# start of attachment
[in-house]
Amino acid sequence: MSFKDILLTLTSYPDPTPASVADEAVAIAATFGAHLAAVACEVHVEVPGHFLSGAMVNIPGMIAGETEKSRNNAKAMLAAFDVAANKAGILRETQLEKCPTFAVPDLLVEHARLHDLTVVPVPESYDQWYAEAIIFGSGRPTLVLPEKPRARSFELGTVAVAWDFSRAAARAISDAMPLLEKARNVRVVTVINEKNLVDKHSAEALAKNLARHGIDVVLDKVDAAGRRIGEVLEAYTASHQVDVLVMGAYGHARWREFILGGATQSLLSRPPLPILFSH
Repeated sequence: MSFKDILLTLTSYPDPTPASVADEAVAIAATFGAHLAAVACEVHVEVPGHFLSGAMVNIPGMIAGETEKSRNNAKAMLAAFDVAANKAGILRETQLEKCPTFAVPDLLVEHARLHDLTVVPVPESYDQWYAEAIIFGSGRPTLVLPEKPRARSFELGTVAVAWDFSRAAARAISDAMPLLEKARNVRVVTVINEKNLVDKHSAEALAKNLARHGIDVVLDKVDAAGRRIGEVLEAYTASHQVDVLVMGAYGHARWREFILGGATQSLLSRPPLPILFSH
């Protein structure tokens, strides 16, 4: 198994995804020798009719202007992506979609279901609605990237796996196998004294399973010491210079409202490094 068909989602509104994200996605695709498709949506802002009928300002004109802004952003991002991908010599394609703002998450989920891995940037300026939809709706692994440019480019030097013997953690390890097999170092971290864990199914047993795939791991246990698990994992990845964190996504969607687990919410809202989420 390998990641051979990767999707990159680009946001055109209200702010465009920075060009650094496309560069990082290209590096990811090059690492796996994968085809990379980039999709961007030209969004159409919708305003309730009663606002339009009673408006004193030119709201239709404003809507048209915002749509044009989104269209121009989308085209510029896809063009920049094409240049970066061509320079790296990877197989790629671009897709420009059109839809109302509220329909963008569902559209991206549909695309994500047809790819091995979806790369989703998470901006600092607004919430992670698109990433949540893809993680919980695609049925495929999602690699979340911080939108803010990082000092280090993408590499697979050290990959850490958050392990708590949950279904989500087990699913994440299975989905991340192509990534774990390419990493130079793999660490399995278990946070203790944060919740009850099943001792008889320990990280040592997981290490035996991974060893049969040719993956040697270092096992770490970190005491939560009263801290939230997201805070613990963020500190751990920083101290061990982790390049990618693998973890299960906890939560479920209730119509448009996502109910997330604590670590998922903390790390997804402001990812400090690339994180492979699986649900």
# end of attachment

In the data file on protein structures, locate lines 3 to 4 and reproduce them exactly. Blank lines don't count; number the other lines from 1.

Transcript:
Repeated sequence: MSFKDILLTLTSYPDPTPASVADEAVAIAATFGAHLAAVACEVHVEVPGHFLSGAMVNIPGMIAGETEKSRNNAKAMLAAFDVAANKAGILRETQLEKCPTFAVPDLLVEHARLHDLTVVPVPESYDQWYAEAIIFGSGRPTLVLPEKPRARSFELGTVAVAWDFSRAAARAISDAMPLLEKARNVRVVTVINEKNLVDKHSAEALAKNLARHGIDVVLDKVDAAGRRIGEVLEAYTASHQVDVLVMGAYGHARWREFILGGATQSLLSRPPLPILFSH
């Protein structure tokens, strides 16, 4: 198994995804020798009719202007992506979609279901609605990237796996196998004294399973010491210079409202490094 068909989602509104994200996605695709498709949506802002009928300002004109802004952003991002991908010599394609703002998450989920891995940037300026939809709706692994440019480019030097013997953690390890097999170092971290864990199914047993795939791991246990698990994992990845964190996504969607687990919410809202989420 390998990641051979990767999707990159680009946001055109209200702010465009920075060009650094496309560069990082290209590096990811090059690492796996994968085809990379980039999709961007030209969004159409919708305003309730009663606002339009009673408006004193030119709201239709404003809507048209915002749509044009989104269209121009989308085209510029896809063009920049094409240049970066061509320079790296990877197989790629671009897709420009059109839809109302509220329909963008569902559209991206549909695309994500047809790819091995979806790369989703998470901006600092607004919430992670698109990433949540893809993680919980695609049925495929999602690699979340911080939108803010990082000092280090993408590499697979050290990959850490958050392990708590949950279904989500087990699913994440299975989905991340192509990534774990390419990493130079793999660490399995278990946070203790944060919740009850099943001792008889320990990280040592997981290490035996991974060893049969040719993956040697270092096992770490970190005491939560009263801290939230997201805070613990963020500190751990920083101290061990982790390049990618693998973890299960906890939560479920209730119509448009996502109910997330604590670590998922903390790390997804402001990812400090690339994180492979699986649900």